The dismantling of the Stanley Cup champion Pittsburgh Penguins last summer began in earnest mere days after they hoisted their second straight mug. They bid adieu to a slew of veterans, not the least of which was Chris Kunitz, who won three titles with the team and scored 388 of his career 580 points with the team. The Tampa Bay Lightning were only too willing to pick up a portion of Pittsburgh’s aging table scraps. But, was a one-year, $2 million deal worth it? The 38-year-old Regina native played well enough in a limited role with the Bolts, scoring 13 goals and 16 assists, with 131 hits in 82 games. However After reaching highs in goals (35) and points (68) during the 2013-14 season, Kunitz had two straight seasons of just 40 points, followed by his worst output in a full season in 2016-17 at just 29 points (the same as this past season). Even though he was a fair contributor in the regular season, he had one lone assist in 17 playoff games with Tampa. Now a UFA, we don’t see too many offers coming for a guy who will be 39 at the beginning of the 2018-19 campaign.
10. Zdeno Chara
It was tough call putting the venerable Bruins captain here, since he’s been a defensive warrior with and Stanley Cup champion with the club. Yet, the seven-time all-star and Norris Trophy winner has been a little slower year over year. He’s 41 and was extended for another year in March for $5 million. Chara did play a pretty big role in the Bruins run to the Eastern Conference semi-finals, registering 24 points and a +22 while logging nearly 23 minutes of ice time per game. In the Bruins 12 post-season games, he logged three points and a +7. The future of the Bruins defence looks fairly bright with youngsters Brandon Carlo, Matt Grzelcyk, Charlie McAvoy and Jakub Zboril looking to take over the reins on the blue line, and soon. The Big Z will find it even harder next year in a league that values youth and speed and may have to consider the next chapter outside hockey.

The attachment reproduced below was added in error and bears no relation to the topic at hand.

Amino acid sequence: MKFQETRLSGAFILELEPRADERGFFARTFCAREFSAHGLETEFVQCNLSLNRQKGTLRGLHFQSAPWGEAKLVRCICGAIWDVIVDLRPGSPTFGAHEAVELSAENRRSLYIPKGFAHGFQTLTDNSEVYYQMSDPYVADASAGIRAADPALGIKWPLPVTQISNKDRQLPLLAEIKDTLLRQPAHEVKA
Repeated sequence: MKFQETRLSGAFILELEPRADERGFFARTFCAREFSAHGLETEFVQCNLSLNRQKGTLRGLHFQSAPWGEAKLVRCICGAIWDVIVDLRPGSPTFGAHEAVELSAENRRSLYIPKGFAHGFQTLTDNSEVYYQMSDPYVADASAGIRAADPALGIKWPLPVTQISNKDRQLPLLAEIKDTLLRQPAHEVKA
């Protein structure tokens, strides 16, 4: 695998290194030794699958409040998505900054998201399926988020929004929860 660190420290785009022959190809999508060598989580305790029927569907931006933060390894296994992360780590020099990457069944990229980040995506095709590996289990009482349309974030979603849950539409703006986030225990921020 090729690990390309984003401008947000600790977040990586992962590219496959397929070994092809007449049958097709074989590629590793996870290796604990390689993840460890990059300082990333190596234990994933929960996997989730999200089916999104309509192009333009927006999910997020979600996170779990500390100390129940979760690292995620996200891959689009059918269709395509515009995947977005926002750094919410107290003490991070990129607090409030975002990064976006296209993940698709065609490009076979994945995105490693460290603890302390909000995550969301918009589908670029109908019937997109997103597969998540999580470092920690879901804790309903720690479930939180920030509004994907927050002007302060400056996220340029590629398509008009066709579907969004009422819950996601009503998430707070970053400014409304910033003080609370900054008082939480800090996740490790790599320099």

9. Dion Phaneuf
What to do with Dion Phaneuf? An All-Star and Norris Trophy candidate with Calgary early in his career, the 33-year-old Edmonton native is faded glory on a Kings team with an aging core and some pretty significant contracts being paid out to said near-geezers. The Kings, who traded for Phaneuf at the deadline, are on the hook for three more seasons at $5.25 million to Phaneuf, who looks more and more like an ideal candidate for a buyout. He’s the oldest and was one of the least effective players on their blue line, taking up valuable minutes that could be better given to guys like Oscar Fantenberg or Kurtis MacDermid. After the trade from Ottawa, Phaneuf did score three times and add seven assists in 26 games, but the telling statistic was his plus-minus, which turned out to be a team worst -7. His effectiveness, especially in a very competitive Western Conference, this late in his career isn’t near what it once was.
8. Craig Anderson
A feel good story during the 2016-17 season, when he won the Bill Masterton Trophy and backstopped the Senators to the 2017 Eastern Conference finals, Craig Anderson was exposed as a fairly mediocre goalie in 2017-18. Problem for Ottawa is, they have to pay the 37-year-old netminder with declining skills $4.75 million over the next two seasons. Add to that the fact that good starting goaltenders aren’t a dime a dozen and the Senators are in a real quandary. He had the worst goals against average of any starting goaltender at 3.32 this year and the second worst save percentage of .898. Those numbers, in 58 appearances, are in stark contrast to his rather good 2016-17 campaign, when he had five shutouts, a 2.28 goals against average and .926 save percentage in 40 games. We have to wonder if GM Pierre Dorion has considered buying out the remaining two years on Anderson’s contract.
7. Jason Spezza
Not only was the 2017-18 season disappointing for a Dallas Stars team many thought would contend, it was doubly frustrating for one of the oldest guys on the team, Jason Spezza. With a new coach, Ken Hitchcock, at the helm, Spezza saw his ice time cut over three minutes per game from 2016-17 to just 13 minutes average. In 2016-17 he tallied an admirable 50 points in 68 games, but with the decreased utilization in 2017-18, his production fell to an abysmal 26 points in 78 games, along with a -12. The only place he excelled was on the face-off dot, where he won 55.8 percent of his draws. Spezza will be 35 on June 13 and he is the second highest paid player on the team at $7.5 million. However, he is heading into his last season on that deal and the Stars, who didn’t meet expectations and have a new coach in Jim Montgomery, need to decide whether they can trade him, or buy him out.
6. Mike Cammalleri
This could be the end of a long and winding hockey road for one-time elite play maker Mike Cammalleri. He turns 36 on June 8 and he is a UFA coming off his worst statistical season. The 15-year veteran scored just seven goals and added 22 assists in 66 games split between Los Angeles (15 games) and Edmonton. It’s been a decade since he was better than a point per game man with Calgary (82 points in 81 games during the 2008-09 season) and his production has been steadily sliding since 2013-14 when he had 45 points in 63 games during a second stint with the Flames. He may still hold some value as a depth forward, considering he has 294 goals and 642 points in 906 games, including 246 powerplay points. The offers may trickle in, but probably low-ball, one-year, $1 million per season entreaties. Maybe retirement is better.